YouTube’s latest feature — a new Community tab designed to let creators engage with fans in real-time and in ways that transcend video — was developed alongside several of the platform’s most beloved creators, the company announced today.

A new Community section appearing atop certain users’ channel pages will enable them to share text posts, live videos, images, animated GIFs, and more — which viewers can respond to using thumbs up, thumbs down, or with comments. YouTube sought to develop Community “to give [creators] easier, lightweight ways to engage with fans more often in between uploads, in real time,” according to a senior product manager Kiley McEvoy. “Viewers will be able to see your posts in the Subscriptions feed on their phones. They can also opt into getting a notification anytime you post.”

YouTube says that Community marks the first feature that it has consulted with creators in order to develop. Initial participants in the beta version, launching today, include: The VlogBrothers, AsapSCIENCE, The Game Theorists, Karmin, The Key of Awesome, The Kloons, Lilly Singh, Peter Hollens, Rosianna Halse Rojas, Sam Tsui, Threadbanger, and Vsauce3. The feature, which was months in the works and first reported by VentureBeat in August, will roll out to other YouTubers in coming months, according to the company.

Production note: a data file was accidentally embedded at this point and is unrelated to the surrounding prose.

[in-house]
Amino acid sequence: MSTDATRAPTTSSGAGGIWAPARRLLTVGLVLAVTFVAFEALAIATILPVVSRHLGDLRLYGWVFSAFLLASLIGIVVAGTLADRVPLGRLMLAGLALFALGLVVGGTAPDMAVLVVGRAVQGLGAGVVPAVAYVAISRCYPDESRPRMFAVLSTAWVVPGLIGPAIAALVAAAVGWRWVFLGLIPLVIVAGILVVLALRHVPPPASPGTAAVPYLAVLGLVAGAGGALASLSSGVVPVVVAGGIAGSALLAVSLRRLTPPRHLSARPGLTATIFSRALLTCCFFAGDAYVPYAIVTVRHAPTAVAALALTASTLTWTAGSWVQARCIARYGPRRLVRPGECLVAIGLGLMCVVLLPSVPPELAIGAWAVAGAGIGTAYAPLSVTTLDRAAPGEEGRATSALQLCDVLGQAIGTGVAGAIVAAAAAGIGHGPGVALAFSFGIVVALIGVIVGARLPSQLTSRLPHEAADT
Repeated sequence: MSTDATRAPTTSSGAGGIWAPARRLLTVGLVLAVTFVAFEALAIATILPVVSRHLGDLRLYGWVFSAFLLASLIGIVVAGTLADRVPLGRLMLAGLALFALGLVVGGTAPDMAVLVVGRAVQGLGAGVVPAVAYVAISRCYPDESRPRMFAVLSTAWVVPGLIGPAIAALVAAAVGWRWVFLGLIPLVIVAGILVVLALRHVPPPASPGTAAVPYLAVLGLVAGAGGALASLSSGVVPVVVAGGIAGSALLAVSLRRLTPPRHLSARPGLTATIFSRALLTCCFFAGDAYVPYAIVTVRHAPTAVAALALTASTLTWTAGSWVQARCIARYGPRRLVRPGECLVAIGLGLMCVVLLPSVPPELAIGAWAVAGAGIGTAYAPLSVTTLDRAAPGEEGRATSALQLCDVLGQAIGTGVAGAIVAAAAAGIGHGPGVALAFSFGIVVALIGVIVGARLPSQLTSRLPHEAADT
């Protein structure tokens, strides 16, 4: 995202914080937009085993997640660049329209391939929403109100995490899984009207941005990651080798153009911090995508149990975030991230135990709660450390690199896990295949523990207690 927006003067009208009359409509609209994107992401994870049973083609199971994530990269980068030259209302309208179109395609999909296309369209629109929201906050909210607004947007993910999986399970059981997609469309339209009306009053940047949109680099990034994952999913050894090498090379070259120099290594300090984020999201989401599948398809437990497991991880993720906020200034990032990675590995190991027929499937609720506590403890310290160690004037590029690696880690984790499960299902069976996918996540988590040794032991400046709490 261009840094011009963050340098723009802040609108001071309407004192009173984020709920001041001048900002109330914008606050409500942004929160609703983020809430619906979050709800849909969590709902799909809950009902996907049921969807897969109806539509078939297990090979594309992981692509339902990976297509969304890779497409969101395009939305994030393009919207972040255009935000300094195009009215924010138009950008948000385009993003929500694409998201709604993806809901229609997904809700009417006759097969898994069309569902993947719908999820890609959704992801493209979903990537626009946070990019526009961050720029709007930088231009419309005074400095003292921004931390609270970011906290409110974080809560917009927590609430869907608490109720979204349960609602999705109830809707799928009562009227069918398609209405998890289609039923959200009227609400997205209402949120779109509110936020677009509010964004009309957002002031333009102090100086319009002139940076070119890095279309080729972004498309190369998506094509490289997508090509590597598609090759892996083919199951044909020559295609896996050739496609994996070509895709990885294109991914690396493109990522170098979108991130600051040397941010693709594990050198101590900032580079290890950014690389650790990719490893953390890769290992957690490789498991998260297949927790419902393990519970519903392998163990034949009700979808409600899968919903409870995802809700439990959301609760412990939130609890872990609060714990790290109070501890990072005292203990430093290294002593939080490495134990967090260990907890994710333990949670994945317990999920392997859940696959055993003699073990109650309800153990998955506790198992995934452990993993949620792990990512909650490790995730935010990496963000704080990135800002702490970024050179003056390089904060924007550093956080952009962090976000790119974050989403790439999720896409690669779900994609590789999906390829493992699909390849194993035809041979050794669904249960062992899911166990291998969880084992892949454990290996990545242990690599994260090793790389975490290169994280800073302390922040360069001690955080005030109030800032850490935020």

For the sake of facilitating productive interactions, YouTube creators will be able to moderate the comments in their Community tabs, which will also have no character limits and appear in reverse chronological order. In addition to text, images, and video, polls are also in the works, according to Fast Company.

Community’s new social components bring YouTube more squarely into competition with other social platforms like Facebook, Instagram, Twitter, and Tumblr, which have enabled top creators to interact with their fans in ways beyond video. (This shift is occurring as the above platforms have increasingly moved toward video).

“We’ve always had to build homes off YouTube for the non-video community stuff,” explains YouTube thought leader and Community co-creator John Green in a new video announcing the new feature (below). “YouTube has always thought of itself as being about video, but for many of us, it’s mostly been about community. I’d argue that the best YouTube channels aren’t just shows you lean back and watch, they’re communities you’re apart of.”

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